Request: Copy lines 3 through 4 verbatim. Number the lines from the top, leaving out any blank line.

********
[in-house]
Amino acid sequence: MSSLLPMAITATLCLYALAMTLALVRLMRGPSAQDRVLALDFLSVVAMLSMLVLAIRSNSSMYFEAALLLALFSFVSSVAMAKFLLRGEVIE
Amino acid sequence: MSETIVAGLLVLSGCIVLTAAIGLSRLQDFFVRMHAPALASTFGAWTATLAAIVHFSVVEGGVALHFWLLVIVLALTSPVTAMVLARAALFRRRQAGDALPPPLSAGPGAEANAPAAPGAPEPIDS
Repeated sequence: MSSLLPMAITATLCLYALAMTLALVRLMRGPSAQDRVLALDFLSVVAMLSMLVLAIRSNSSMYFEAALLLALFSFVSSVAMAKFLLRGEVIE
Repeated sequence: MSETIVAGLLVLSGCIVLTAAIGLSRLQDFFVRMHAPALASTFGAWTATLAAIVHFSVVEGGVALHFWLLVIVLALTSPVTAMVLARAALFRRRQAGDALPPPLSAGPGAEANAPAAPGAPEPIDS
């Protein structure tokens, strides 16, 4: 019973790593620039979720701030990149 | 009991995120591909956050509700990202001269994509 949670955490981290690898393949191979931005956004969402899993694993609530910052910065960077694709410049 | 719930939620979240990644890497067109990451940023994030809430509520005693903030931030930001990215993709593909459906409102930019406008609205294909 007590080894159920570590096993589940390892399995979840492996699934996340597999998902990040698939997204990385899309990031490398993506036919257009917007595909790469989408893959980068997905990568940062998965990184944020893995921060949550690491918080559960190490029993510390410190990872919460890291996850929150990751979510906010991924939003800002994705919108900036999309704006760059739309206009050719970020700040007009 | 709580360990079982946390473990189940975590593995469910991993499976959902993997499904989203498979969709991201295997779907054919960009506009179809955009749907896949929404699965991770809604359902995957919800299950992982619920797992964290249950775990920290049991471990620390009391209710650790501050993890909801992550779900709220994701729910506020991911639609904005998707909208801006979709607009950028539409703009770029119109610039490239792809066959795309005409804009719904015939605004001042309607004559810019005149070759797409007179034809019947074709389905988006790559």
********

Amino acid sequence: MSETIVAGLLVLSGCIVLTAAIGLSRLQDFFVRMHAPALASTFGAWTATLAAIVHFSVVEGGVALHFWLLVIVLALTSPVTAMVLARAALFRRRQAGDALPPPLSAGPGAEANAPAAPGAPEPIDS
Repeated sequence: MSSLLPMAITATLCLYALAMTLALVRLMRGPSAQDRVLALDFLSVVAMLSMLVLAIRSNSSMYFEAALLLALFSFVSSVAMAKFLLRGEVIE